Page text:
Here’s the thing, we are all built with a perception bias. We will all seek to reaffirm our beliefs. However it’s when we want to do something different or move somewhere new or become someone bigger than who we are that we need to change what we do.

We can not expect different results from doing the same things.

When it comes to business, we need someone who will challenge us and not always tell us what we want to hear, rather they tell us what we need to hear. They hold a mirror to ourselves and make us see things differently. They challenge us and guide us through new things so we can have different results. Even when we want to stay doing the same things and those closest to us are reaffirming that.

Swimming in a blue ocean

For those familiar with the book “Blue Ocean Strategy” by Kim & Mauborgne, you will know what I’m talking about. For those who haven’t read the book, and I have and it’s a slog, a blue ocean is where you are out in a new marketplace/industry. Think of Uber vs taxis and when self-check in came in on flights vs heading to a counter. It’s revolutionising an industry with a new way of delivering the same outcome. I don’t want to regurgitate the book, what I want to chat about is what it’s like to be swimming in a blue ocean, because that’s where I am.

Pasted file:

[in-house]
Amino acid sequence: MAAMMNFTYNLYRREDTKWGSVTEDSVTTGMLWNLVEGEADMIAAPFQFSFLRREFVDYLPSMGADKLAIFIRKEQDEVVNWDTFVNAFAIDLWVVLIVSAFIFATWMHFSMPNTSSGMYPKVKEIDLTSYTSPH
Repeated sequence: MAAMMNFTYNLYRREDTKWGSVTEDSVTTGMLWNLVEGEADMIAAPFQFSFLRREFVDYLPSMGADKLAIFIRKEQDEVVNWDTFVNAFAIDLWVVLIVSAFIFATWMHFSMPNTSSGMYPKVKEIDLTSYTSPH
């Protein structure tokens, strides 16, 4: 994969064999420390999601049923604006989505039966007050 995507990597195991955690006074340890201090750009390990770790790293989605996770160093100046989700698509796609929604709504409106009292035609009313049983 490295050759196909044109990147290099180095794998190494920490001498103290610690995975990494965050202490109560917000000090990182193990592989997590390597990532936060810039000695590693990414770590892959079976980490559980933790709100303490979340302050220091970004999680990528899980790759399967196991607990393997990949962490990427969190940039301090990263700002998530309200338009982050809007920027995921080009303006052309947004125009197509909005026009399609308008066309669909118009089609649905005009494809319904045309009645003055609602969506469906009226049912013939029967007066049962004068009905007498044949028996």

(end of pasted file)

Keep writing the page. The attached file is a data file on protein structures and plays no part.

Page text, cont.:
Back in 2014, or sometime before then, it became clear to me that Facebook had psychologists on staff and that they were using social psychology principles on their platform; and I wrote about it. I wasn’t working as a social media coach or consultant then, in fact I was working as a proof reader but I had my qualifications and I was managing 2 of my own Facebook pages. So the psychology of social media was a side interest. The following year I wrote about it more and by then I’d started coaching on some ideas around how to leveraging how psychology works on social media.

I was full of self-doubt about whether niching myself to the psychology of social media was the right thing to do. I turned to a business coach who told me not to speak about psychology because it would just confuse my followers. Try as I might, I just couldn’t. I had to be genuine and transparent to my audience that this was what sat behind it all. That this wasn’t just some other cock & bull, get rich quick scheme and that it was solid science. So I stayed true to me and told my truth my way.

By the middle of 2016 it was clear to me that I was alone in teaching Facebook this way and I got scared.

I was plagued by comparison-itis, where I constantly checked in with what my competitors were doing. It was awful. It filled me with such self-doubt! They were doing so much more. They had more clients. They were successful and I wasn’t. They were making money and I wasn’t. I sucked! Or so I believed.